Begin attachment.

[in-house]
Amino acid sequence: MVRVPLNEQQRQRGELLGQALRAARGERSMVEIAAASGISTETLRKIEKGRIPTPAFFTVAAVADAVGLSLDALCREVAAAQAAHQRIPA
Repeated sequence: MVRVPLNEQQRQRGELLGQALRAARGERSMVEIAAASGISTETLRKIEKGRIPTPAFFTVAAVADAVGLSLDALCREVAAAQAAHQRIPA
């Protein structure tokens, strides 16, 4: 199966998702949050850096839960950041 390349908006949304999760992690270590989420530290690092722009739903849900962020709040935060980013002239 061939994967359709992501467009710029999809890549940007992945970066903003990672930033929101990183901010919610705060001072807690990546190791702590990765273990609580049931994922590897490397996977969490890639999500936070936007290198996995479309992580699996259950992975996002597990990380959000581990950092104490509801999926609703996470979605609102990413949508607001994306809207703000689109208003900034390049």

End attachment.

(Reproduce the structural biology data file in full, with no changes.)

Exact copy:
[in-house]
Amino acid sequence: MVRVPLNEQQRQRGELLGQALRAARGERSMVEIAAASGISTETLRKIEKGRIPTPAFFTVAAVADAVGLSLDALCREVAAAQAAHQRIPA
Repeated sequence: MVRVPLNEQQRQRGELLGQALRAARGERSMVEIAAASGISTETLRKIEKGRIPTPAFFTVAAVADAVGLSLDALCREVAAAQAAHQRIPA
């Protein structure tokens, strides 16, 4: 199966998702949050850096839960950041 390349908006949304999760992690270590989420530290690092722009739903849900962020709040935060980013002239 061939994967359709992501467009710029999809890549940007992945970066903003990672930033929101990183901010919610705060001072807690990546190791702590990765273990609580049931994922590897490397996977969490890639999500936070936007290198996995479309992580699996259950992975996002597990990380959000581990950092104490509801999926609703996470979605609102990413949508607001994306809207703000689109208003900034390049």